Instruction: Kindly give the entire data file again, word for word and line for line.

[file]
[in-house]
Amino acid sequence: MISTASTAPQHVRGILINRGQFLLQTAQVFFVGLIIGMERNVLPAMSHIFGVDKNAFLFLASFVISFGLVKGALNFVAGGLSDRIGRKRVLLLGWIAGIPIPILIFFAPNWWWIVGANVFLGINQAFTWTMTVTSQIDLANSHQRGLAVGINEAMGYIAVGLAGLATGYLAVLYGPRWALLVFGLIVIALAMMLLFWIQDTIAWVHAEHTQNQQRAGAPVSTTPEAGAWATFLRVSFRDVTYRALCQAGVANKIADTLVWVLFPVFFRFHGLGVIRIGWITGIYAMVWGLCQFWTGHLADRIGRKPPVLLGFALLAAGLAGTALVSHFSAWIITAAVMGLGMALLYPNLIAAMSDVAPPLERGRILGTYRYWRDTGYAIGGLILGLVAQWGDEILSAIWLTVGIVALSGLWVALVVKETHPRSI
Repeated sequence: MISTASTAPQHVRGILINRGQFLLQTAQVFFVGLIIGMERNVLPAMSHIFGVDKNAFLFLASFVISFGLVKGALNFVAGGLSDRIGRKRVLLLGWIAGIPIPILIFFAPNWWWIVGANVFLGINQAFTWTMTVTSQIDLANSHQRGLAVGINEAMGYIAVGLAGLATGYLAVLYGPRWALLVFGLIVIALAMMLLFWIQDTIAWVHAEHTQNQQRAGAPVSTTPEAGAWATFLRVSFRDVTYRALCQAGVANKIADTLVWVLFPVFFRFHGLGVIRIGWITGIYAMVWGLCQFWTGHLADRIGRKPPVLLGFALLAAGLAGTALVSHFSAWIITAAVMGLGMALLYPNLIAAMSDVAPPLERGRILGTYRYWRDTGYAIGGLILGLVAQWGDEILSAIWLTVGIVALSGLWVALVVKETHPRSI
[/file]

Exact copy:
[in-house]
Amino acid sequence: MISTASTAPQHVRGILINRGQFLLQTAQVFFVGLIIGMERNVLPAMSHIFGVDKNAFLFLASFVISFGLVKGALNFVAGGLSDRIGRKRVLLLGWIAGIPIPILIFFAPNWWWIVGANVFLGINQAFTWTMTVTSQIDLANSHQRGLAVGINEAMGYIAVGLAGLATGYLAVLYGPRWALLVFGLIVIALAMMLLFWIQDTIAWVHAEHTQNQQRAGAPVSTTPEAGAWATFLRVSFRDVTYRALCQAGVANKIADTLVWVLFPVFFRFHGLGVIRIGWITGIYAMVWGLCQFWTGHLADRIGRKPPVLLGFALLAAGLAGTALVSHFSAWIITAAVMGLGMALLYPNLIAAMSDVAPPLERGRILGTYRYWRDTGYAIGGLILGLVAQWGDEILSAIWLTVGIVALSGLWVALVVKETHPRSI
Repeated sequence: MISTASTAPQHVRGILINRGQFLLQTAQVFFVGLIIGMERNVLPAMSHIFGVDKNAFLFLASFVISFGLVKGALNFVAGGLSDRIGRKRVLLLGWIAGIPIPILIFFAPNWWWIVGANVFLGINQAFTWTMTVTSQIDLANSHQRGLAVGINEAMGYIAVGLAGLATGYLAVLYGPRWALLVFGLIVIALAMMLLFWIQDTIAWVHAEHTQNQQRAGAPVSTTPEAGAWATFLRVSFRDVTYRALCQAGVANKIADTLVWVLFPVFFRFHGLGVIRIGWITGIYAMVWGLCQFWTGHLADRIGRKPPVLLGFALLAAGLAGTALVSHFSAWIITAAVMGLGMALLYPNLIAAMSDVAPPLERGRILGTYRYWRDTGYAIGGLILGLVAQWGDEILSAIWLTVGIVALSGLWVALVVKETHPRSI